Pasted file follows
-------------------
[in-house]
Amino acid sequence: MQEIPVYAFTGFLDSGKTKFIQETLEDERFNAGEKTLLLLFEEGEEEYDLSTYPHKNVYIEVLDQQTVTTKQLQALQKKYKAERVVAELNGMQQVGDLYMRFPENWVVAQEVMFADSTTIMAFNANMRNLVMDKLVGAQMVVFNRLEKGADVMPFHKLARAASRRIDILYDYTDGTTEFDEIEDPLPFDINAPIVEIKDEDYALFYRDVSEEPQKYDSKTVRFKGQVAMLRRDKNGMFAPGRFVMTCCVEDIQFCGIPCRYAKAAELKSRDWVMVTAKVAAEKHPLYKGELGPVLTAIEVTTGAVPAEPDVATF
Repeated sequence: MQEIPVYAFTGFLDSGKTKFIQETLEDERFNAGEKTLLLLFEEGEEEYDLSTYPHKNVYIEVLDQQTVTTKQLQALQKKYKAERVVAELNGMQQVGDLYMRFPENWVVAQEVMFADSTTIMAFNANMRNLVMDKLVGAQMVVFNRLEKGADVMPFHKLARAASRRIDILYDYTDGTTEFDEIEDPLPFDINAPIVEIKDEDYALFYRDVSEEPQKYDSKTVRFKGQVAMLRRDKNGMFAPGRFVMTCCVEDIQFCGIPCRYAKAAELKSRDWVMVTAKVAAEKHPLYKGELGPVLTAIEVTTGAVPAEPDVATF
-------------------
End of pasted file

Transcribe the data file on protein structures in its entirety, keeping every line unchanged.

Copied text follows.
[in-house]
Amino acid sequence: MQEIPVYAFTGFLDSGKTKFIQETLEDERFNAGEKTLLLLFEEGEEEYDLSTYPHKNVYIEVLDQQTVTTKQLQALQKKYKAERVVAELNGMQQVGDLYMRFPENWVVAQEVMFADSTTIMAFNANMRNLVMDKLVGAQMVVFNRLEKGADVMPFHKLARAASRRIDILYDYTDGTTEFDEIEDPLPFDINAPIVEIKDEDYALFYRDVSEEPQKYDSKTVRFKGQVAMLRRDKNGMFAPGRFVMTCCVEDIQFCGIPCRYAKAAELKSRDWVMVTAKVAAEKHPLYKGELGPVLTAIEVTTGAVPAEPDVATF
Repeated sequence: MQEIPVYAFTGFLDSGKTKFIQETLEDERFNAGEKTLLLLFEEGEEEYDLSTYPHKNVYIEVLDQQTVTTKQLQALQKKYKAERVVAELNGMQQVGDLYMRFPENWVVAQEVMFADSTTIMAFNANMRNLVMDKLVGAQMVVFNRLEKGADVMPFHKLARAASRRIDILYDYTDGTTEFDEIEDPLPFDINAPIVEIKDEDYALFYRDVSEEPQKYDSKTVRFKGQVAMLRRDKNGMFAPGRFVMTCCVEDIQFCGIPCRYAKAAELKSRDWVMVTAKVAAEKHPLYKGELGPVLTAIEVTTGAVPAEPDVATF